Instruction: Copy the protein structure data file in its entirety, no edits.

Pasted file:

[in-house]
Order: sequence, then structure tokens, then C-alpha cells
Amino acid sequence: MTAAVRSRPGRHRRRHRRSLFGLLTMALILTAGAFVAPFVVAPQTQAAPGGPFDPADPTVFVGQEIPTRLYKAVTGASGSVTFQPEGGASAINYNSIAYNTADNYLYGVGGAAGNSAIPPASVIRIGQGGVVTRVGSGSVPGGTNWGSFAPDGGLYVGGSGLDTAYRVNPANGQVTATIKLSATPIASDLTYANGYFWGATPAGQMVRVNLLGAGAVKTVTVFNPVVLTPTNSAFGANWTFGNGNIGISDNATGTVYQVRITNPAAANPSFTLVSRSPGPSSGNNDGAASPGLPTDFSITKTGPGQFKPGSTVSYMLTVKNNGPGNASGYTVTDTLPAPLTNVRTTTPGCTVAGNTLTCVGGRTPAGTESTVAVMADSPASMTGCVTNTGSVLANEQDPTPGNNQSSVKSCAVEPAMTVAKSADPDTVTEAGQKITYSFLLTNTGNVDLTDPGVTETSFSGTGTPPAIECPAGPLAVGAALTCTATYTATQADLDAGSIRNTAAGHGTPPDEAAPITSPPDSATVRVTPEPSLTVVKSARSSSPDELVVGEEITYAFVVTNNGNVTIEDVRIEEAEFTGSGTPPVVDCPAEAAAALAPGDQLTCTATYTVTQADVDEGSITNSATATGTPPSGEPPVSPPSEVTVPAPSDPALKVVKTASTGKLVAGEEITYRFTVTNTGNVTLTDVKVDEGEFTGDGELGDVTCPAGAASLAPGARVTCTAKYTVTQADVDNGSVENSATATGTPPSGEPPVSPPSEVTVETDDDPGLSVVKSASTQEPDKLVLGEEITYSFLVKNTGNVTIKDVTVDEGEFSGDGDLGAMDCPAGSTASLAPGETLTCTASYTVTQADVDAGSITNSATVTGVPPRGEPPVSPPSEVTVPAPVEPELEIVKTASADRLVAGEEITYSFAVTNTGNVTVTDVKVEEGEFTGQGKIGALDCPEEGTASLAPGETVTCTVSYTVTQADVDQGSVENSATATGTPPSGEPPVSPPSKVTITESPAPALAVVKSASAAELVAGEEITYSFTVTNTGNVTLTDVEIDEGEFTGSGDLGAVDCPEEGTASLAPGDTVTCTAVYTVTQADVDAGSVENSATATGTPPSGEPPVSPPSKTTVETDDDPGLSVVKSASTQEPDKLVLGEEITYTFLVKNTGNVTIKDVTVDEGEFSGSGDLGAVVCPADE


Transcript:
[in-house]
Order: sequence, then structure tokens, then C-alpha cells
Amino acid sequence: MTAAVRSRPGRHRRRHRRSLFGLLTMALILTAGAFVAPFVVAPQTQAAPGGPFDPADPTVFVGQEIPTRLYKAVTGASGSVTFQPEGGASAINYNSIAYNTADNYLYGVGGAAGNSAIPPASVIRIGQGGVVTRVGSGSVPGGTNWGSFAPDGGLYVGGSGLDTAYRVNPANGQVTATIKLSATPIASDLTYANGYFWGATPAGQMVRVNLLGAGAVKTVTVFNPVVLTPTNSAFGANWTFGNGNIGISDNATGTVYQVRITNPAAANPSFTLVSRSPGPSSGNNDGAASPGLPTDFSITKTGPGQFKPGSTVSYMLTVKNNGPGNASGYTVTDTLPAPLTNVRTTTPGCTVAGNTLTCVGGRTPAGTESTVAVMADSPASMTGCVTNTGSVLANEQDPTPGNNQSSVKSCAVEPAMTVAKSADPDTVTEAGQKITYSFLLTNTGNVDLTDPGVTETSFSGTGTPPAIECPAGPLAVGAALTCTATYTATQADLDAGSIRNTAAGHGTPPDEAAPITSPPDSATVRVTPEPSLTVVKSARSSSPDELVVGEEITYAFVVTNNGNVTIEDVRIEEAEFTGSGTPPVVDCPAEAAAALAPGDQLTCTATYTVTQADVDEGSITNSATATGTPPSGEPPVSPPSEVTVPAPSDPALKVVKTASTGKLVAGEEITYRFTVTNTGNVTLTDVKVDEGEFTGDGELGDVTCPAGAASLAPGARVTCTAKYTVTQADVDNGSVENSATATGTPPSGEPPVSPPSEVTVETDDDPGLSVVKSASTQEPDKLVLGEEITYSFLVKNTGNVTIKDVTVDEGEFSGDGDLGAMDCPAGSTASLAPGETLTCTASYTVTQADVDAGSITNSATVTGVPPRGEPPVSPPSEVTVPAPVEPELEIVKTASADRLVAGEEITYSFAVTNTGNVTVTDVKVEEGEFTGQGKIGALDCPEEGTASLAPGETVTCTVSYTVTQADVDQGSVENSATATGTPPSGEPPVSPPSKVTITESPAPALAVVKSASAAELVAGEEITYSFTVTNTGNVTLTDVEIDEGEFTGSGDLGAVDCPEEGTASLAPGDTVTCTAVYTVTQADVDAGSVENSATATGTPPSGEPPVSPPSKTTVETDDDPGLSVVKSASTQEPDKLVLGEEITYTFLVKNTGNVTIKDVTVDEGEFSGSGDLGAVVCPADE